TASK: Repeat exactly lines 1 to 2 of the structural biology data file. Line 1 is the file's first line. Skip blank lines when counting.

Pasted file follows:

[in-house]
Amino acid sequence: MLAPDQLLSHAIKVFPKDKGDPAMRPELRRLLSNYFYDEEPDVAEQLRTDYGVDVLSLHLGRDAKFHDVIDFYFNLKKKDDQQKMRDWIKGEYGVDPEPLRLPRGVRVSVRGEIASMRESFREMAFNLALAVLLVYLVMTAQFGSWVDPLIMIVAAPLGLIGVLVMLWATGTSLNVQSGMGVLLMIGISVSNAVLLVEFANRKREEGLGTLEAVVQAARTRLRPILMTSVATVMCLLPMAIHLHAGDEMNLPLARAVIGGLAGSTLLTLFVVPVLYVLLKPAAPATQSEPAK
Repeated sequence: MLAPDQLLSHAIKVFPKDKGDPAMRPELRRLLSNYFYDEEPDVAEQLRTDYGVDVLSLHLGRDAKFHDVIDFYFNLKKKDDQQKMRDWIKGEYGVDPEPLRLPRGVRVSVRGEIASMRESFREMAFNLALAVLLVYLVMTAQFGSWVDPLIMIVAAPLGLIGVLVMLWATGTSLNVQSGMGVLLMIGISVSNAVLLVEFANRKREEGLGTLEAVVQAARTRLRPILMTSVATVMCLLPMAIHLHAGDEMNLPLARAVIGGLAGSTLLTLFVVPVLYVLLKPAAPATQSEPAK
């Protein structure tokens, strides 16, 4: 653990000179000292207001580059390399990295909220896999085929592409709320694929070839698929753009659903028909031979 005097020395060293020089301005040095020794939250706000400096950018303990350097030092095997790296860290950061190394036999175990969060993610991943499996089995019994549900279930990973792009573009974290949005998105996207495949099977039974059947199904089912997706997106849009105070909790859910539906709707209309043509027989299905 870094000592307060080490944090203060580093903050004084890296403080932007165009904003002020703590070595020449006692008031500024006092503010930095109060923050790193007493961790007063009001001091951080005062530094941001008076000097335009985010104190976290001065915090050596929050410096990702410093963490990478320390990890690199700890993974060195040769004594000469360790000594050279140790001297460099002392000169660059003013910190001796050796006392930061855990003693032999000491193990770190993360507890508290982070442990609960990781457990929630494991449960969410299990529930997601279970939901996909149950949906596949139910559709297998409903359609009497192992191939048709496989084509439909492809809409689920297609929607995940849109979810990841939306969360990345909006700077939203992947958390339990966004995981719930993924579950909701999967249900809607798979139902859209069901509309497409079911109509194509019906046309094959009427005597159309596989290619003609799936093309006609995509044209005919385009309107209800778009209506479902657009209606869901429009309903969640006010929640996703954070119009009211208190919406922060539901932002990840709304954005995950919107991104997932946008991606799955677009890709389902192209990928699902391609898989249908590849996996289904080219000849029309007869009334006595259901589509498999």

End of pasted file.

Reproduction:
[in-house]
Amino acid sequence: MLAPDQLLSHAIKVFPKDKGDPAMRPELRRLLSNYFYDEEPDVAEQLRTDYGVDVLSLHLGRDAKFHDVIDFYFNLKKKDDQQKMRDWIKGEYGVDPEPLRLPRGVRVSVRGEIASMRESFREMAFNLALAVLLVYLVMTAQFGSWVDPLIMIVAAPLGLIGVLVMLWATGTSLNVQSGMGVLLMIGISVSNAVLLVEFANRKREEGLGTLEAVVQAARTRLRPILMTSVATVMCLLPMAIHLHAGDEMNLPLARAVIGGLAGSTLLTLFVVPVLYVLLKPAAPATQSEPAK